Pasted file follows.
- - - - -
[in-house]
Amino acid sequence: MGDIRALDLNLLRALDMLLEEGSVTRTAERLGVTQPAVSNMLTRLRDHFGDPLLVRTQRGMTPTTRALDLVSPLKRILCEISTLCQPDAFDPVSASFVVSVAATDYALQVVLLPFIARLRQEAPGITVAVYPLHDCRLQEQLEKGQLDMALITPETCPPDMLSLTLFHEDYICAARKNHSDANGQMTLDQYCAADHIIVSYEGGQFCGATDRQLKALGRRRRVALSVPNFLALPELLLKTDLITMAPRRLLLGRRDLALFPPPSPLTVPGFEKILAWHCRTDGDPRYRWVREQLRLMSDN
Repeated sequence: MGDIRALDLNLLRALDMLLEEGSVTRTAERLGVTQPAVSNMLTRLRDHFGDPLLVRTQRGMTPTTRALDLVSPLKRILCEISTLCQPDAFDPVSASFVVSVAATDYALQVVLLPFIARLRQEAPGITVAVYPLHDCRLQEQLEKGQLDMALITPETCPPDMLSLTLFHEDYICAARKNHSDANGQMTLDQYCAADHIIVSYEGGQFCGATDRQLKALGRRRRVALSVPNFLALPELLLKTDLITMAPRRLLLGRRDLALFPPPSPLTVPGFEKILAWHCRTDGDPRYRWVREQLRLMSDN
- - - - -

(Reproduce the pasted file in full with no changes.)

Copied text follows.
[in-house]
Amino acid sequence: MGDIRALDLNLLRALDMLLEEGSVTRTAERLGVTQPAVSNMLTRLRDHFGDPLLVRTQRGMTPTTRALDLVSPLKRILCEISTLCQPDAFDPVSASFVVSVAATDYALQVVLLPFIARLRQEAPGITVAVYPLHDCRLQEQLEKGQLDMALITPETCPPDMLSLTLFHEDYICAARKNHSDANGQMTLDQYCAADHIIVSYEGGQFCGATDRQLKALGRRRRVALSVPNFLALPELLLKTDLITMAPRRLLLGRRDLALFPPPSPLTVPGFEKILAWHCRTDGDPRYRWVREQLRLMSDN
Repeated sequence: MGDIRALDLNLLRALDMLLEEGSVTRTAERLGVTQPAVSNMLTRLRDHFGDPLLVRTQRGMTPTTRALDLVSPLKRILCEISTLCQPDAFDPVSASFVVSVAATDYALQVVLLPFIARLRQEAPGITVAVYPLHDCRLQEQLEKGQLDMALITPETCPPDMLSLTLFHEDYICAARKNHSDANGQMTLDQYCAADHIIVSYEGGQFCGATDRQLKALGRRRRVALSVPNFLALPELLLKTDLITMAPRRLLLGRRDLALFPPPSPLTVPGFEKILAWHCRTDGDPRYRWVREQLRLMSDN